Both earned and paid media play a crucial role in Conservation Campaigns. New possibilities include digital ads in media, policy blogs, and/or ads geo-targeted to state capitals to draw target audiences to special content sites; sponsored content, native advertising, and promoted tweets on articles, infographics, and video that appear along – and appear similar to – journalistic content on news sites and blogs; content that can be boosted to the top of the feed in Facebook, Twitter, and LinkedIn; or sponsoring bloggers where the blogger covers an issue in their own voice (a note may indicate that the story was sponsored, but the opinions expressed are those of the bloggers’).

Important caveats for the use of Conservation Campaign Tools

A Conservation Campaign requires the support of qualified professionals who hold relevant experience scoping, designing, and implementing conservation campaigns. While Conservation Campaign Tools can help to provide critical insights into the potential for a desired policy or funding outcome, they have limitations. Specifically, note that:

  1. Technology changes quickly.

    Traditional campaign practices may become less appropriate as technology advances. For instance, changes in cellular technology directly affect how people were traditionally reached to complete public opinion polls (i.e. over landline phones). As such, campaigns must continuously be adapted to meet ever-changing public behavior.

  2. Use of Conservation Campaign Tools is only half the battle.

    Just doing a poll or feasibility study is not enough. This is not a checklist of activities. It is how you apply and use these tools that will determine your success.

  3. Each step of the process could serve as a 'No-Go'.

    Decision-points will arise throughout the campaign’s development and implementation (e.g. after implementing different Conservation Campaign Tools). Any of these decision-points could serve as a clear indication that the challenges of developing a Water Fund are significant and warrant further deliberation before proceeding. .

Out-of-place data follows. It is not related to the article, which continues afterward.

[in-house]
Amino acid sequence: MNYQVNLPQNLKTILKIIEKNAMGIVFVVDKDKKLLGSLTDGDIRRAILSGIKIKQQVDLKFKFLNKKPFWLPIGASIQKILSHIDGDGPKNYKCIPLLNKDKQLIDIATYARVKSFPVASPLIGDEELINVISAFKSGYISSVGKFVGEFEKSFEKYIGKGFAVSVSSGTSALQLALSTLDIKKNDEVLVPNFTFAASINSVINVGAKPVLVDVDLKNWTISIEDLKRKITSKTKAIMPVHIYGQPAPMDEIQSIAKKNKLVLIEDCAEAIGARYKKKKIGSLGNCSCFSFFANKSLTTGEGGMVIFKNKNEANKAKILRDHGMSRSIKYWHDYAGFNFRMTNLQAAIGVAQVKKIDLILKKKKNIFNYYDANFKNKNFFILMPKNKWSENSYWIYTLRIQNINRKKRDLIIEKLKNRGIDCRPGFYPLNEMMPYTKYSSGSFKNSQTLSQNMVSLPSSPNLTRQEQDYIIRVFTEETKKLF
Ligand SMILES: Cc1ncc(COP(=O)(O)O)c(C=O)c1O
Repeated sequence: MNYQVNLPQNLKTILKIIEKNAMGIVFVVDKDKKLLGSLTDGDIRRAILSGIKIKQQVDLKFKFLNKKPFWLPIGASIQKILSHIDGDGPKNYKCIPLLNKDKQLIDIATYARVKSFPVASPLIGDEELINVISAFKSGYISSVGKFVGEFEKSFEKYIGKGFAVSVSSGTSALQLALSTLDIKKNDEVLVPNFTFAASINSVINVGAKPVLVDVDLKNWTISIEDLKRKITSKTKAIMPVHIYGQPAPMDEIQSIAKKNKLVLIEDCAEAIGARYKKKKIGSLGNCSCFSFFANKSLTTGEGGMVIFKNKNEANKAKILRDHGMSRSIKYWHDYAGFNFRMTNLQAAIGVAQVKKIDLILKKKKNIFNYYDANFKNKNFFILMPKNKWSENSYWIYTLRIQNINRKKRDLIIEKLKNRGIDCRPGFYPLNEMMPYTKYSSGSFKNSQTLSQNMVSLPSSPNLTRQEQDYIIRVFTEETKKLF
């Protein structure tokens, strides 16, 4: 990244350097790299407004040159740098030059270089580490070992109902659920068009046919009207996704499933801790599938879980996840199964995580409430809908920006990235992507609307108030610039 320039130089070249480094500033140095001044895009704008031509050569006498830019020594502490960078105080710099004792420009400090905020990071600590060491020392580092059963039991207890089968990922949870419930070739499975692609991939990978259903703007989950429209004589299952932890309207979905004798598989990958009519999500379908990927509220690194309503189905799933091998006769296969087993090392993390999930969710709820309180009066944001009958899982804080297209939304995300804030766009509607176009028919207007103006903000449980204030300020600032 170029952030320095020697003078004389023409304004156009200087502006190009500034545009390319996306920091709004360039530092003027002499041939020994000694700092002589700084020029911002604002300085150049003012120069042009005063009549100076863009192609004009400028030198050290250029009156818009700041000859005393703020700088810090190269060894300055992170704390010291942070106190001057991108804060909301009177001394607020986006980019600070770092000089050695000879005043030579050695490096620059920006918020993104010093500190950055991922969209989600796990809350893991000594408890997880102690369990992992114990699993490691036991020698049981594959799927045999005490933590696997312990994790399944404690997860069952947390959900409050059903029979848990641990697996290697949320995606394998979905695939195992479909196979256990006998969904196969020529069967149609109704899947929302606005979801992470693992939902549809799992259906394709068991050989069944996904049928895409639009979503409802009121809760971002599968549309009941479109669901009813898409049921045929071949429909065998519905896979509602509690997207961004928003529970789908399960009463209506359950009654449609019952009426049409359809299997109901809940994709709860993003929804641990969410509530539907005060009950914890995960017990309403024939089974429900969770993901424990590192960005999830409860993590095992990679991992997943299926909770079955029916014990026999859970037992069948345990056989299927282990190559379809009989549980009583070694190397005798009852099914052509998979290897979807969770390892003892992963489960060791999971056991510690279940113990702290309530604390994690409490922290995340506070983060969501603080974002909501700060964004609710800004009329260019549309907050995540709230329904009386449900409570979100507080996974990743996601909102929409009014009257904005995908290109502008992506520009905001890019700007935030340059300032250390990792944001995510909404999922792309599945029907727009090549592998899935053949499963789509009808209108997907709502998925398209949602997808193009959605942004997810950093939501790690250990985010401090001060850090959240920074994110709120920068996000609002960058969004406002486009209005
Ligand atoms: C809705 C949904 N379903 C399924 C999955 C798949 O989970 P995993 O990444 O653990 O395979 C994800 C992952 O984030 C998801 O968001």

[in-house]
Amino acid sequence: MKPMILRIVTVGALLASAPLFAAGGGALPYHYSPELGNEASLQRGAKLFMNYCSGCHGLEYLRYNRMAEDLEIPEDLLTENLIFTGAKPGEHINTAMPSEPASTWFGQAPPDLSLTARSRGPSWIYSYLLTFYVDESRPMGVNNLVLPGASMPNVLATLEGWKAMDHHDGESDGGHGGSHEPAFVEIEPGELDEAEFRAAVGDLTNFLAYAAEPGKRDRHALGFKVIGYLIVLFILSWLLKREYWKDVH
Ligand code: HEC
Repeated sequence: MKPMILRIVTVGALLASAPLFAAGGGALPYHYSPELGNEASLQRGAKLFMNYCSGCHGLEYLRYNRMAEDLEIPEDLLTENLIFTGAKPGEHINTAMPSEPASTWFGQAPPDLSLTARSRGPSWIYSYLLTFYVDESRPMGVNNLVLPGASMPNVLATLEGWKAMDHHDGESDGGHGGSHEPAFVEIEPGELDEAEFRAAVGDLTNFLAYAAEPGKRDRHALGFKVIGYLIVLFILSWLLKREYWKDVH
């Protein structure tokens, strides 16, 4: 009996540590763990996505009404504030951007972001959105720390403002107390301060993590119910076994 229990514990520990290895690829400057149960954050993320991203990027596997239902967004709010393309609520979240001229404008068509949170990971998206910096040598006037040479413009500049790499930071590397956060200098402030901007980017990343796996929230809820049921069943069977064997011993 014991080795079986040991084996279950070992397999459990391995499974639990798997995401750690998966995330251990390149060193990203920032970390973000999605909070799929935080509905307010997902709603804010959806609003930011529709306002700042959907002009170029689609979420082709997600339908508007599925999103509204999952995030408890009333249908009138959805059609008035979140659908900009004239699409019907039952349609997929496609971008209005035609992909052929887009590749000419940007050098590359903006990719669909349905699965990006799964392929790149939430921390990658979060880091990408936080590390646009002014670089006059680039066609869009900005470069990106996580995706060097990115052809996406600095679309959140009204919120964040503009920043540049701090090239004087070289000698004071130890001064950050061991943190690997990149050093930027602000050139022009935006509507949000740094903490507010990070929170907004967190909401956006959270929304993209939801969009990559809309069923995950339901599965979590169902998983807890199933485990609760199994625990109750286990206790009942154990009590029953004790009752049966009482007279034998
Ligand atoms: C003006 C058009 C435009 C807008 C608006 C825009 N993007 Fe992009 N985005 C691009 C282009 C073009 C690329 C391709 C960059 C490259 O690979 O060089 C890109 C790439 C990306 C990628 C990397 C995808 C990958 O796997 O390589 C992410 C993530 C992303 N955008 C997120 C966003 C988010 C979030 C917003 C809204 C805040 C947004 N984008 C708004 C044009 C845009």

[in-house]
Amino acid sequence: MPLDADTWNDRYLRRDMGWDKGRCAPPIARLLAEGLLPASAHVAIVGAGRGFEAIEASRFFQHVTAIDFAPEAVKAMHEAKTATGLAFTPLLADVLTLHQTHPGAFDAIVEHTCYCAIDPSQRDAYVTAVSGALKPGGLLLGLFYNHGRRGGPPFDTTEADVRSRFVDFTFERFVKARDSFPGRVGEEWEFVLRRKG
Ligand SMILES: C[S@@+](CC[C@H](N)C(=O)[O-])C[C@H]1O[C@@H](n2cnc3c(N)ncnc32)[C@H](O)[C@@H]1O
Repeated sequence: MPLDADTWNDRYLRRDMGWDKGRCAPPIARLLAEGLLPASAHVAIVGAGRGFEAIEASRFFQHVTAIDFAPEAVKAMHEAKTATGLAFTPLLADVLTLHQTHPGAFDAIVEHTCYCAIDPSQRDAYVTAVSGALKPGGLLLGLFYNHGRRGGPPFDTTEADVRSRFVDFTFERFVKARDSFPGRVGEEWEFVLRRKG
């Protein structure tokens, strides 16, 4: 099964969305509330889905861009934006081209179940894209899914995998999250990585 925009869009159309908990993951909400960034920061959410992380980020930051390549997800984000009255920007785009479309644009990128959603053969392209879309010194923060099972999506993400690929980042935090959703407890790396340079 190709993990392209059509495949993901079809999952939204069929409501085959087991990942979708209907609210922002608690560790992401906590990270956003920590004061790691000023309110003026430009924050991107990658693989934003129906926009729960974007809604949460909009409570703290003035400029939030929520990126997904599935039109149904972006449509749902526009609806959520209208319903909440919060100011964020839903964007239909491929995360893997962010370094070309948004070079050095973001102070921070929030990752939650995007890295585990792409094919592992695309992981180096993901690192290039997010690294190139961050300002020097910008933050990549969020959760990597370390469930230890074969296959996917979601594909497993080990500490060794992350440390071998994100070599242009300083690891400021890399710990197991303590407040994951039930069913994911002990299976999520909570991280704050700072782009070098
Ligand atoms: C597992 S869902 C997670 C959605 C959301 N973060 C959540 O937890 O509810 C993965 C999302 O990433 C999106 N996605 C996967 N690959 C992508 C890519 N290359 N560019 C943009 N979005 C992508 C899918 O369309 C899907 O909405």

The X Factor: Money

While these tools are critical to success of any Water Fund, they cannot be implemented without money. Many of the research tools can be funded with foundation dollars, but foundation money cannot be used for lobbying a legislative body or agency.

In the U.S., we have ballot campaigns which is the process of having voters vote directly to enact policy and/or public funding. Ballot campaigns are not available in most countries. This direct democracy tactic is only utilized in U.S. states and localities where available. Ballot campaigns consist of television, radio and online ads, direct mail and more. Depending on the campaign, television remains the most effective way to reach voters on the policy or funding you are trying to pass. It is also the most expensive medium. Radio, mail, phones, social media, and earned and paid media cost less, but still come at a significant cost. While each of these tools aren’t required to win, some combination of these tools will be necessary and come at a cost that must be planned for and dollars must be raised. Furthermore, campaigns can become dramatically more expensive if there is formal, organized opposition that is investing in defeating the conservation program you are trying to enact. It is much easier, with much less funding, to get a “no” vote than to get a majority or super majority vote of a legislative body or the public.

Return to Feasibility Governance section.